Project description:The particle size of selenium (Se) sources could affect Se absorption and utilization, and thus it is hypothesized that the Se bioavailability might be higher in ultrafine sodium selenite (USSe) than in sodium selenite (SSe) for broilers because of USSe's smaller particle size. An experiment was conducted to investigate the relative bioavailability of Se as USSe relative to SSe for broiler chicks fed a conventional corn-soybean meal diet. A total of 504 one-d-old Arbor Acres commercial male broilers were randomly allotted to 1 of 7 treatments with 6 replicates per treatment in a completely randomized design involving in a 2 (Se sources) × 3 (added Se levels) factorial arrangement of treatments plus a Se-unsupplemented control diet containing 0.05 mg Se/kg by analysis for 21 d. The 2 Se sources were USSe and SSe, and the 3 added Se levels were 0.15, 0.30, or 0.45 mg Se/kg. The Se concentrations, glutathione peroxidase (GSH-Px) activities, and mRNA relative abundances in plasma, liver, or pancreas of broilers on day 14 and 21 were determined. The results showed that Se concentrations, GSH-Px activities in plasma, liver, and pancreas, and mRNA relative abundances in the liver and pancreas of broilers on day 14 and 21 increased linearly (P < 0.05) as the added Se-level increased. Furthermore, a difference (P < 0.05) between USSe and SSe was detected for GSH-Px mRNA relative abundance in the pancreas of broilers on day 14. On the basis of the slope ratios from the multiple linear regression of the pancreatic GSH-Px mRNA relative abundance of broilers at 14 d of age on daily dietary analyzed Se intake, the Se bioavailability of USSe relative to SSe (100%) was 158% (P < 0.05). The results from this study indicated that the Se from USSe was more available to broilers than the Se from SSe in enhancing the pancreatic GSH-Px mRNA expression.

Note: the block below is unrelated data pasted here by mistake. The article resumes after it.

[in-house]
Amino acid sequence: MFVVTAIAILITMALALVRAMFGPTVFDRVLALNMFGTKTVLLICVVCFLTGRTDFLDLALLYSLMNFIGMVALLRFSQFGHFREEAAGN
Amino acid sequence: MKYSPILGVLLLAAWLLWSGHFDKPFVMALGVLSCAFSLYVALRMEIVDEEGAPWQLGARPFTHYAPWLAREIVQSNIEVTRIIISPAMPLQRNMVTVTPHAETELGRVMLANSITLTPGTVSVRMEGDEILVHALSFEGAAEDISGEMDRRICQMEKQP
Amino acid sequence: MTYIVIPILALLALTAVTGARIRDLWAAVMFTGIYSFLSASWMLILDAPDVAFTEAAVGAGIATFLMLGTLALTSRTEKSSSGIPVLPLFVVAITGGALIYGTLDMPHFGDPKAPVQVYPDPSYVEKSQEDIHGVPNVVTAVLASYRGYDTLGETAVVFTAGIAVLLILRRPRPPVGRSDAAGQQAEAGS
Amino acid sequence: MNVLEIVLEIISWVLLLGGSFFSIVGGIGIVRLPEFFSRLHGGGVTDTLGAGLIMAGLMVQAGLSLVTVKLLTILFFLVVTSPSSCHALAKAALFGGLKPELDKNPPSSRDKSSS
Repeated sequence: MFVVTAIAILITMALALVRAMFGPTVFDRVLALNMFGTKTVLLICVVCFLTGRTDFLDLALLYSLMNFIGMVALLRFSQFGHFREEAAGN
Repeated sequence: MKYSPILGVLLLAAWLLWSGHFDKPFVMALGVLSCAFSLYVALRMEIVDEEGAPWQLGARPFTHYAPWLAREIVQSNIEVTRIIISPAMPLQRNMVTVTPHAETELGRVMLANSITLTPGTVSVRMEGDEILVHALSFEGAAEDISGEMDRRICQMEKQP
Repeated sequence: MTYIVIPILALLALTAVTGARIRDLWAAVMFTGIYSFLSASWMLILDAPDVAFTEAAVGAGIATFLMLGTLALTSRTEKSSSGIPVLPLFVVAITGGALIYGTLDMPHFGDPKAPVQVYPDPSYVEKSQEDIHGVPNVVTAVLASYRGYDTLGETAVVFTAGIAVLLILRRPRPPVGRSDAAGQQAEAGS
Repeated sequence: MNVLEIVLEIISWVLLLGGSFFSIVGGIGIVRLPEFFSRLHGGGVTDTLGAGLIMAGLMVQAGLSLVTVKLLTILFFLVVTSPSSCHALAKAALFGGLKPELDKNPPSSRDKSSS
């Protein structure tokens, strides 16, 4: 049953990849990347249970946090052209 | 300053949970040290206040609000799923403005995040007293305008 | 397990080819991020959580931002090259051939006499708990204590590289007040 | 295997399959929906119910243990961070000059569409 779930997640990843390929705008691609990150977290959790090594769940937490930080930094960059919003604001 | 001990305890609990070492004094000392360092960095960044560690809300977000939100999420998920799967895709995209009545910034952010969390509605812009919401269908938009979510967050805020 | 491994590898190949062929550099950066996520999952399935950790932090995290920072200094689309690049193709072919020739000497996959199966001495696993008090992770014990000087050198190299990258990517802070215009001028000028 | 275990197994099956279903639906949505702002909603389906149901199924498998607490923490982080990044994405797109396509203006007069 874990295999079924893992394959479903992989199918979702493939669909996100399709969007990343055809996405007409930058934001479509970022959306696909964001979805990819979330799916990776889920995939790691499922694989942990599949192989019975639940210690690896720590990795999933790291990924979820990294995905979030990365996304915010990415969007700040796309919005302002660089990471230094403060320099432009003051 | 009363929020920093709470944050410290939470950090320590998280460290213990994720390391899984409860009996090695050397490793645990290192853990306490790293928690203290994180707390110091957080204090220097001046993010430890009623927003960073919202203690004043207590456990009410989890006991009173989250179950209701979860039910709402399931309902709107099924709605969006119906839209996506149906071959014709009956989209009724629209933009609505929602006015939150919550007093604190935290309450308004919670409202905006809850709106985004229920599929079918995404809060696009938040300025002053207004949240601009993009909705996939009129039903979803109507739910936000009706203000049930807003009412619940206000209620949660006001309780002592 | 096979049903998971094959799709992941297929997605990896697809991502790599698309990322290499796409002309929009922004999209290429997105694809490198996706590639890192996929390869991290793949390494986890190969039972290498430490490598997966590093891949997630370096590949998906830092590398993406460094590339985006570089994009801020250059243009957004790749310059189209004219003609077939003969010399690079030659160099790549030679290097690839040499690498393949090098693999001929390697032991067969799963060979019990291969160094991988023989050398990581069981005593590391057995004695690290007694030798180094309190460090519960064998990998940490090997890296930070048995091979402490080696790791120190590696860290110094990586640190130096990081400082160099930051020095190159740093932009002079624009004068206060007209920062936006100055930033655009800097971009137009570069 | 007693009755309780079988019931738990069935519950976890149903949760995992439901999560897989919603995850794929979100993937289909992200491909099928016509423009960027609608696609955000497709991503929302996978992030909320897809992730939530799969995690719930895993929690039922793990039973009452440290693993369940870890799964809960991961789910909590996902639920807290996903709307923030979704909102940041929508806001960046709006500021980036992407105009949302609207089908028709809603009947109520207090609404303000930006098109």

Project description:The aim of this study was to investigate the effects of the combination of probiotics replacing antibiotics on growth performance, serum biochemical parameters, intestinal morphology, and expression of tight junction proteins in intestinal mucosa of broilers. A total of 168 Arbor Acres broilers (45.04 ± 0.92 g) were randomly divided into three treatments, with seven replicates per treatment, and eight broilers per replicate. The experiment included phases 1 (d 0 to 21) and 2 (d 21 to 42). The dietary treatments contained a corn soybean meal-based diet (control group; CON); an antibiotic group (basal diet + 75 mg/kg chlortetracycline; CTC), and a probiotics group (basal diet + probiotics (500 mg/kg in phase 1 and 300 mg/kg in phase 2; Bacillus subtilis 5 × 109 CFU/g, Bacillus licheniformis 2.5 × 1010 CFU/g and Saccharomyces cerevisiae 1 × 109 CFU/g; PB). The results showed broilers fed PB had improved (p < 0.05) feed conversion ratio (FCR) in phase 1 and increased (p < 0.05) average daily gain (ADG) in phase 2, as well as improved (p < 0.05) ADG and FCR overall (d 0 to 42). The apparent total tract digestibility (ATTD) of dry matter, organic matter, gross energy, and crude protein was increased (p < 0.05) in broilers fed PB, while the ATTD of dry matter and organic matter was enhanced in broilers fed CTC compared with CON. Broilers fed PB showed increased (p < 0.05) serum total antioxidant capacity concentrations and tended to have higher (p = 0.06) level of serum immunoglobulin M in phase 1 compared with CON. These broilers also had increased (p < 0.05) level of serum immunoglobulin A in phase 2 in comparison with CON and CTC. Moreover, broilers fed CTC and PB showed increased (p = 0.05) villus height to crypt depth ratio in duodenum, as well as higher (p < 0.05) mRNA expression of zonula occludens-1 in jejunum compared with CON. In conclusion, dietary supplementation with PB as chlortetracycline substitute could improve the growth performance, nutrient digestibility, serum antioxidant capacity, jejunal mucosal barrier function, and intestinal morphology of broilers.